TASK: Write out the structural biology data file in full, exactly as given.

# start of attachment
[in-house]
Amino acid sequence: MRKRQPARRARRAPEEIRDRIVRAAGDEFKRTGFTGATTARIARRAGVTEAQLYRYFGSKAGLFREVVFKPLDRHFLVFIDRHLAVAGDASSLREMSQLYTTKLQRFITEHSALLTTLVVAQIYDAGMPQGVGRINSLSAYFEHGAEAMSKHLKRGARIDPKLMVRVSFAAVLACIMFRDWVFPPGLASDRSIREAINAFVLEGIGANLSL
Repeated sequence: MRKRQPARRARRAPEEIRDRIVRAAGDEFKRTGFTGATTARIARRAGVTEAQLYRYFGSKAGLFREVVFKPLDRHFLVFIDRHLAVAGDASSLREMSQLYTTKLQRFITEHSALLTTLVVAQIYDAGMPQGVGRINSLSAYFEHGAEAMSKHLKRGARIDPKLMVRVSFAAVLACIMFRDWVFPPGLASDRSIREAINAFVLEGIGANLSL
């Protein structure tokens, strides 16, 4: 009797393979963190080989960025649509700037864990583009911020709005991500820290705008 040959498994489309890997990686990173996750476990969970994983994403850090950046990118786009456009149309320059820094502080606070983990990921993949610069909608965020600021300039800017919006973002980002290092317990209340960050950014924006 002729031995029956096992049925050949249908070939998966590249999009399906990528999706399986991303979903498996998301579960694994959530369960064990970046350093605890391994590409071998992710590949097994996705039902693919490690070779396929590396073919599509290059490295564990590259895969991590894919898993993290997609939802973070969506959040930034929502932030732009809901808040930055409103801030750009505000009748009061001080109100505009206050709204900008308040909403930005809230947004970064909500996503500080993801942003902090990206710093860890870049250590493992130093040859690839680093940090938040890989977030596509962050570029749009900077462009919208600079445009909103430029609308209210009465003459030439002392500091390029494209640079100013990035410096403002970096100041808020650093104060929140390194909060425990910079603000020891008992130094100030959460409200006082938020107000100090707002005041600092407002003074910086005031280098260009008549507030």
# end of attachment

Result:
[in-house]
Amino acid sequence: MRKRQPARRARRAPEEIRDRIVRAAGDEFKRTGFTGATTARIARRAGVTEAQLYRYFGSKAGLFREVVFKPLDRHFLVFIDRHLAVAGDASSLREMSQLYTTKLQRFITEHSALLTTLVVAQIYDAGMPQGVGRINSLSAYFEHGAEAMSKHLKRGARIDPKLMVRVSFAAVLACIMFRDWVFPPGLASDRSIREAINAFVLEGIGANLSL
Repeated sequence: MRKRQPARRARRAPEEIRDRIVRAAGDEFKRTGFTGATTARIARRAGVTEAQLYRYFGSKAGLFREVVFKPLDRHFLVFIDRHLAVAGDASSLREMSQLYTTKLQRFITEHSALLTTLVVAQIYDAGMPQGVGRINSLSAYFEHGAEAMSKHLKRGARIDPKLMVRVSFAAVLACIMFRDWVFPPGLASDRSIREAINAFVLEGIGANLSL
């Protein structure tokens, strides 16, 4: 009797393979963190080989960025649509700037864990583009911020709005991500820290705008 040959498994489309890997990686990173996750476990969970994983994403850090950046990118786009456009149309320059820094502080606070983990990921993949610069909608965020600021300039800017919006973002980002290092317990209340960050950014924006 002729031995029956096992049925050949249908070939998966590249999009399906990528999706399986991303979903498996998301579960694994959530369960064990970046350093605890391994590409071998992710590949097994996705039902693919490690070779396929590396073919599509290059490295564990590259895969991590894919898993993290997609939802973070969506959040930034929502932030732009809901808040930055409103801030750009505000009748009061001080109100505009206050709204900008308040909403930005809230947004970064909500996503500080993801942003902090990206710093860890870049250590493992130093040859690839680093940090938040890989977030596509962050570029749009900077462009919208600079445009909103430029609308209210009465003459030439002392500091390029494209640079100013990035410096403002970096100041808020650093104060929140390194909060425990910079603000020891008992130094100030959460409200006082938020107000100090707002005041600092407002003074910086005031280098260009008549507030």